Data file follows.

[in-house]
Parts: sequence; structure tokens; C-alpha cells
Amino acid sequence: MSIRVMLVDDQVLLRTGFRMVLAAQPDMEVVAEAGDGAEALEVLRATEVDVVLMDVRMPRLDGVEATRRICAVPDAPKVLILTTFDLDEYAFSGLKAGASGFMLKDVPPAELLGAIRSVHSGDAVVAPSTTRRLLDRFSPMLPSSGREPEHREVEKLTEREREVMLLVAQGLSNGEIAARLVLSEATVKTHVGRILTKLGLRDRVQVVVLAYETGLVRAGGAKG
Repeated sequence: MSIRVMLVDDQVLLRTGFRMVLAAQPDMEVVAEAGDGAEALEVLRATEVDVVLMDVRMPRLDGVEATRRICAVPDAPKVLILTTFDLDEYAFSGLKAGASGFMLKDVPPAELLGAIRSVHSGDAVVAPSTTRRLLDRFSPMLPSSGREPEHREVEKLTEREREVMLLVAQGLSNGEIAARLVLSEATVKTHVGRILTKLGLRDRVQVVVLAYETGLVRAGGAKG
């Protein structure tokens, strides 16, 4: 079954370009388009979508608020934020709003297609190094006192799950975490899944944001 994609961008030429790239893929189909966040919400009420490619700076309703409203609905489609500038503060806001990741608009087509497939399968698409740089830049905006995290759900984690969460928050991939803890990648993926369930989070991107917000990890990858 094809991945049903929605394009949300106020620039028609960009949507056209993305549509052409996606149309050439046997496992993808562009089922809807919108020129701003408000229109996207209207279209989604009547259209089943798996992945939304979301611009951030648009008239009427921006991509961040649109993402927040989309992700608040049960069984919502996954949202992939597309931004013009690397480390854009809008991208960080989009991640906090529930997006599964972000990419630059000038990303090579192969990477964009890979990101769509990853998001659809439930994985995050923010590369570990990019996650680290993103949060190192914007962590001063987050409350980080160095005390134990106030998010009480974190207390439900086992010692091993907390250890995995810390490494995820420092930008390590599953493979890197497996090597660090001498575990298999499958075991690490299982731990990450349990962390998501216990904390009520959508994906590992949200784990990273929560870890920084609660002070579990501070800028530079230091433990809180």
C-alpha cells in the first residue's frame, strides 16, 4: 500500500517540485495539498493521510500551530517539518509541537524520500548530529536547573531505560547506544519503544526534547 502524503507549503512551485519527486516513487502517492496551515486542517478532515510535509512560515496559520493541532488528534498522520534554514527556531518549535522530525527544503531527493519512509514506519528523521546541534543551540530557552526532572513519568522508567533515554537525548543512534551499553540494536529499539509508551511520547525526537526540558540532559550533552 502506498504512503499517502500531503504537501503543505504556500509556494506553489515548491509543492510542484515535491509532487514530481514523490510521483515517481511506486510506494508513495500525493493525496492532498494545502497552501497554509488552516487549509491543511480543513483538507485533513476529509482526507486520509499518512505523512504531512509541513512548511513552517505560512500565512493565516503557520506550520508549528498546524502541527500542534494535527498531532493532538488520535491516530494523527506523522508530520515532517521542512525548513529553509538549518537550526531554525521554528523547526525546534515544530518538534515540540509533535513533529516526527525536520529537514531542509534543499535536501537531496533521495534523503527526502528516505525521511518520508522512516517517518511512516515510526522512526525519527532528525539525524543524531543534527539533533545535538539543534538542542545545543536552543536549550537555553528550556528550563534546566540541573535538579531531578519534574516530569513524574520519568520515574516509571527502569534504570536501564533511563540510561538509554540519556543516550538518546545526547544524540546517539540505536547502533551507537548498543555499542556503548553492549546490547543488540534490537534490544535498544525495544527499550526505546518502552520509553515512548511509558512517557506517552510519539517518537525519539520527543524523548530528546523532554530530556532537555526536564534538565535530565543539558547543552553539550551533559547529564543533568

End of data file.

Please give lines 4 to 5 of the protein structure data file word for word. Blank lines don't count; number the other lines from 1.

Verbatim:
Repeated sequence: MSIRVMLVDDQVLLRTGFRMVLAAQPDMEVVAEAGDGAEALEVLRATEVDVVLMDVRMPRLDGVEATRRICAVPDAPKVLILTTFDLDEYAFSGLKAGASGFMLKDVPPAELLGAIRSVHSGDAVVAPSTTRRLLDRFSPMLPSSGREPEHREVEKLTEREREVMLLVAQGLSNGEIAARLVLSEATVKTHVGRILTKLGLRDRVQVVVLAYETGLVRAGGAKG
């Protein structure tokens, strides 16, 4: 079954370009388009979508608020934020709003297609190094006192799950975490899944944001 994609961008030429790239893929189909966040919400009420490619700076309703409203609905489609500038503060806001990741608009087509497939399968698409740089830049905006995290759900984690969460928050991939803890990648993926369930989070991107917000990890990858 094809991945049903929605394009949300106020620039028609960009949507056209993305549509052409996606149309050439046997496992993808562009089922809807919108020129701003408000229109996207209207279209989604009547259209089943798996992945939304979301611009951030648009008239009427921006991509961040649109993402927040989309992700608040049960069984919502996954949202992939597309931004013009690397480390854009809008991208960080989009991640906090529930997006599964972000990419630059000038990303090579192969990477964009890979990101769509990853998001659809439930994985995050923010590369570990990019996650680290993103949060190192914007962590001063987050409350980080160095005390134990106030998010009480974190207390439900086992010692091993907390250890995995810390490494995820420092930008390590599953493979890197497996090597660090001498575990298999499958075991690490299982731990990450349990962390998501216990904390009520959508994906590992949200784990990273929560870890920084609660002070579990501070800028530079230091433990809180």